Ari’s brother Aidan organized an event at Ladue High School to raise funds for childhood cancer research
Radu, Missouri-At Radu High School, today is a good day for a haircut.
Aidan Dougan, 17, had his hair for two and a half years.
“I have grown it 9 inches, or maybe 10 inches,” he said.
But even if he still needs to take his most important high-level photos, he is about to shave all.
“To say I’m proud is an understatement,” his mother Lori Zucker said.
This is part of a fundraiser for the St. Balderic Foundation, which raises funds for childhood cancer research. Few people know better than Aidan why this research is so important.
Aidan’s sister Ari is one of the few people who can create her own sunshine.
“She was a lively and funny person, always telling jokes,” Aidan recalled.
When she was only three years old, Ali was diagnosed with neuroblastoma, a cancer that develops in nerve tissue and usually affects children under five. Such a small person shouldn’t have experienced so much, but it will never dim Ali’s smile.
“From the age of 3 to 11, she went in and out of the hospital,” Zack said. “Doctors and nurses are her friends, and she makes the most of her time.”
Parents should plan their children’s future, they should not plan funerals. But in November 2017, Ali passed away.
So this day at Ladue High School is not about hair, but about the heart.
Although Aidan liked his long hair, when he shaved it off, something important happened.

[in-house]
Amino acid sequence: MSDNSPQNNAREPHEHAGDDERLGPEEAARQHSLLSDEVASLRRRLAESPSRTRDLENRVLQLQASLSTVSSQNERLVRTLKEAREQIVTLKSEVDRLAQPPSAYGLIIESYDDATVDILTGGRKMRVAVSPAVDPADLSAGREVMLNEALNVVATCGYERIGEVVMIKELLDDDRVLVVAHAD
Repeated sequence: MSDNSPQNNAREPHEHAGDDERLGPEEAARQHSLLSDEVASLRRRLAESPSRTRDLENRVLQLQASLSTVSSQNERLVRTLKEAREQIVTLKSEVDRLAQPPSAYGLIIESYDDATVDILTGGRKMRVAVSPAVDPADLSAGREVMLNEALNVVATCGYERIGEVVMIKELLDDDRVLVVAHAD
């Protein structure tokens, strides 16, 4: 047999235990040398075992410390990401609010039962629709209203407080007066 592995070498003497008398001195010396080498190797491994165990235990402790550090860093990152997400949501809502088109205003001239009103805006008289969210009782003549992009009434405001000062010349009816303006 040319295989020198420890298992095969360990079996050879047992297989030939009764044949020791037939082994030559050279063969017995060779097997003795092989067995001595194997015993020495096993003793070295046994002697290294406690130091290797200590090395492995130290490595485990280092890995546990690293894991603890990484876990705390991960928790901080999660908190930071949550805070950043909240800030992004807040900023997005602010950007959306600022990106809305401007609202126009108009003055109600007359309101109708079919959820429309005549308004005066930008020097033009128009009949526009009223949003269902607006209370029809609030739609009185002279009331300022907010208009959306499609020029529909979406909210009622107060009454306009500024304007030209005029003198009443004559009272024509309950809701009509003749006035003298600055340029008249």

“I will receive questions about it, and I can help spread awareness in this way,” Aidan said.
In fact, some of Aidan’s friends put vanity aside and shaved their heads to support.
Noah Marut, 17, also shaved his head. He said: “We have a lot of thoughts about ourselves in our minds, so I think it’s a very good thing to consider other people’s changes.”
Less than 4% of the federal cancer research budget is dedicated to childhood cancer.
“That’s why the family likes us. We have to raise funds to save our children,” Zack said.
Commemorate his sister by cutting in above. A young man showed us the beauty of baldness.
“We can accept her light, we can accept her kindness, and since she no longer spreads it here, we can spread it for her,” Zack said.
Lori and Dougan’s also established a foundation to help children fight cancer, called “Spread Ari’s Light”, and they will host a large fundraising event next month.
If you want to help, please visit SpreadArislight.com.